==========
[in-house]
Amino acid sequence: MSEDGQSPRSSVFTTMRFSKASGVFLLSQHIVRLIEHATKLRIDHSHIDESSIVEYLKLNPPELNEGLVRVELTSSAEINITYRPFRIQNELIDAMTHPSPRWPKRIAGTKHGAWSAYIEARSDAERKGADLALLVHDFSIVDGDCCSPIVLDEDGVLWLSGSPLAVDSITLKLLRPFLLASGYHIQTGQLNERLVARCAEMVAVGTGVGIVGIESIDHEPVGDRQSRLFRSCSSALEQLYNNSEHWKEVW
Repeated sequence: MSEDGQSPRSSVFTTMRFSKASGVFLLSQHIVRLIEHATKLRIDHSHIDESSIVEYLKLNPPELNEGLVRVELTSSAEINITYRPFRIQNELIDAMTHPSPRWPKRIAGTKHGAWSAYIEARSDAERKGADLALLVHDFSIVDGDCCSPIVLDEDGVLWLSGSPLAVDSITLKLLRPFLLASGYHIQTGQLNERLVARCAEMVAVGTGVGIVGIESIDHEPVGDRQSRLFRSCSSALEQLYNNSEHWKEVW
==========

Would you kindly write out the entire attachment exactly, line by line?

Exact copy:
[in-house]
Amino acid sequence: MSEDGQSPRSSVFTTMRFSKASGVFLLSQHIVRLIEHATKLRIDHSHIDESSIVEYLKLNPPELNEGLVRVELTSSAEINITYRPFRIQNELIDAMTHPSPRWPKRIAGTKHGAWSAYIEARSDAERKGADLALLVHDFSIVDGDCCSPIVLDEDGVLWLSGSPLAVDSITLKLLRPFLLASGYHIQTGQLNERLVARCAEMVAVGTGVGIVGIESIDHEPVGDRQSRLFRSCSSALEQLYNNSEHWKEVW
Repeated sequence: MSEDGQSPRSSVFTTMRFSKASGVFLLSQHIVRLIEHATKLRIDHSHIDESSIVEYLKLNPPELNEGLVRVELTSSAEINITYRPFRIQNELIDAMTHPSPRWPKRIAGTKHGAWSAYIEARSDAERKGADLALLVHDFSIVDGDCCSPIVLDEDGVLWLSGSPLAVDSITLKLLRPFLLASGYHIQTGQLNERLVARCAEMVAVGTGVGIVGIESIDHEPVGDRQSRLFRSCSSALEQLYNNSEHWKEVW